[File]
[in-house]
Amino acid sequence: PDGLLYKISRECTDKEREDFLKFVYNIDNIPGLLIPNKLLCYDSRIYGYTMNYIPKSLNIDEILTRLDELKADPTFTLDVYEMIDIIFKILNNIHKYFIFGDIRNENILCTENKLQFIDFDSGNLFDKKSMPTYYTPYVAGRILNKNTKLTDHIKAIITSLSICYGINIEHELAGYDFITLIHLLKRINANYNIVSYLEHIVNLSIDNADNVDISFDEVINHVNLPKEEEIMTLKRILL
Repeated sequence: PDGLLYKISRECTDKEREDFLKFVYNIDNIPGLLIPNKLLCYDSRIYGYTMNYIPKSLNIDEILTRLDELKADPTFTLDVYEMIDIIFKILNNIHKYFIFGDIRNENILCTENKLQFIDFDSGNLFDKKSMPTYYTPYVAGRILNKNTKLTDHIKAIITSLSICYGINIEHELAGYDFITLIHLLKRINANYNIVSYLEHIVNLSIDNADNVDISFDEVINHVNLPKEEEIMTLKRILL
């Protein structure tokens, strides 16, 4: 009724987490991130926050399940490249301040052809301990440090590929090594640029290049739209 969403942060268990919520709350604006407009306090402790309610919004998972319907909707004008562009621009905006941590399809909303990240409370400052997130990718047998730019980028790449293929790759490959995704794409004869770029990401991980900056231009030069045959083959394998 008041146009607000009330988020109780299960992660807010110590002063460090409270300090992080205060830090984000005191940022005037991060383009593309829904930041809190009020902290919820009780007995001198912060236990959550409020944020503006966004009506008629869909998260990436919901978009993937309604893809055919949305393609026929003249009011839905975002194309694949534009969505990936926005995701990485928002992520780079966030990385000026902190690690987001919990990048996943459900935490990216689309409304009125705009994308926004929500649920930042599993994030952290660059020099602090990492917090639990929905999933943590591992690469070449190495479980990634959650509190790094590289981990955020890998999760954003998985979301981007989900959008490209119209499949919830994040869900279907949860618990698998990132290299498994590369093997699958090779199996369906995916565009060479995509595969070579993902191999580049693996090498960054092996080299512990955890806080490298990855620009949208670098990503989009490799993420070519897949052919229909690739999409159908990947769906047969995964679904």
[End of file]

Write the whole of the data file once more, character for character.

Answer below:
[in-house]
Amino acid sequence: PDGLLYKISRECTDKEREDFLKFVYNIDNIPGLLIPNKLLCYDSRIYGYTMNYIPKSLNIDEILTRLDELKADPTFTLDVYEMIDIIFKILNNIHKYFIFGDIRNENILCTENKLQFIDFDSGNLFDKKSMPTYYTPYVAGRILNKNTKLTDHIKAIITSLSICYGINIEHELAGYDFITLIHLLKRINANYNIVSYLEHIVNLSIDNADNVDISFDEVINHVNLPKEEEIMTLKRILL
Repeated sequence: PDGLLYKISRECTDKEREDFLKFVYNIDNIPGLLIPNKLLCYDSRIYGYTMNYIPKSLNIDEILTRLDELKADPTFTLDVYEMIDIIFKILNNIHKYFIFGDIRNENILCTENKLQFIDFDSGNLFDKKSMPTYYTPYVAGRILNKNTKLTDHIKAIITSLSICYGINIEHELAGYDFITLIHLLKRINANYNIVSYLEHIVNLSIDNADNVDISFDEVINHVNLPKEEEIMTLKRILL
């Protein structure tokens, strides 16, 4: 009724987490991130926050399940490249301040052809301990440090590929090594640029290049739209 969403942060268990919520709350604006407009306090402790309610919004998972319907909707004008562009621009905006941590399809909303990240409370400052997130990718047998730019980028790449293929790759490959995704794409004869770029990401991980900056231009030069045959083959394998 008041146009607000009330988020109780299960992660807010110590002063460090409270300090992080205060830090984000005191940022005037991060383009593309829904930041809190009020902290919820009780007995001198912060236990959550409020944020503006966004009506008629869909998260990436919901978009993937309604893809055919949305393609026929003249009011839905975002194309694949534009969505990936926005995701990485928002992520780079966030990385000026902190690690987001919990990048996943459900935490990216689309409304009125705009994308926004929500649920930042599993994030952290660059020099602090990492917090639990929905999933943590591992690469070449190495479980990634959650509190790094590289981990955020890998999760954003998985979301981007989900959008490209119209499949919830994040869900279907949860618990698998990132290299498994590369093997699958090779199996369906995916565009060479995509595969070579993902191999580049693996090498960054092996080299512990955890806080490298990855620009949208670098990503989009490799993420070519897949052919229909690739999409159908990947769906047969995964679904």